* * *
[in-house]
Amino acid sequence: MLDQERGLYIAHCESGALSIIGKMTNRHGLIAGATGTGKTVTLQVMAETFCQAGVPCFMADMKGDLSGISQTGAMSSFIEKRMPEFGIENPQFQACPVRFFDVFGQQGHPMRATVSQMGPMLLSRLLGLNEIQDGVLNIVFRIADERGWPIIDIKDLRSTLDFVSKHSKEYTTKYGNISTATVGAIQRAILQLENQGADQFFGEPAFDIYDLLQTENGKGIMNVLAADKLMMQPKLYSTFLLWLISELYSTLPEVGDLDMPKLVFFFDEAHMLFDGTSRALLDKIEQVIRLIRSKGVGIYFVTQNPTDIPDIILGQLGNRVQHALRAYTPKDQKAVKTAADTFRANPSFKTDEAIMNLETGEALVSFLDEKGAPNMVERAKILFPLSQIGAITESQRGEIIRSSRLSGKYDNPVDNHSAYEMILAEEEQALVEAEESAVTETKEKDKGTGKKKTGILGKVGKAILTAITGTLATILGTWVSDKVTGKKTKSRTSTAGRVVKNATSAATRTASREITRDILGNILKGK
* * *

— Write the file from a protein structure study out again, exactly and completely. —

[in-house]
Amino acid sequence: MLDQERGLYIAHCESGALSIIGKMTNRHGLIAGATGTGKTVTLQVMAETFCQAGVPCFMADMKGDLSGISQTGAMSSFIEKRMPEFGIENPQFQACPVRFFDVFGQQGHPMRATVSQMGPMLLSRLLGLNEIQDGVLNIVFRIADERGWPIIDIKDLRSTLDFVSKHSKEYTTKYGNISTATVGAIQRAILQLENQGADQFFGEPAFDIYDLLQTENGKGIMNVLAADKLMMQPKLYSTFLLWLISELYSTLPEVGDLDMPKLVFFFDEAHMLFDGTSRALLDKIEQVIRLIRSKGVGIYFVTQNPTDIPDIILGQLGNRVQHALRAYTPKDQKAVKTAADTFRANPSFKTDEAIMNLETGEALVSFLDEKGAPNMVERAKILFPLSQIGAITESQRGEIIRSSRLSGKYDNPVDNHSAYEMILAEEEQALVEAEESAVTETKEKDKGTGKKKTGILGKVGKAILTAITGTLATILGTWVSDKVTGKKTKSRTSTAGRVVKNATSAATRTASREITRDILGNILKGK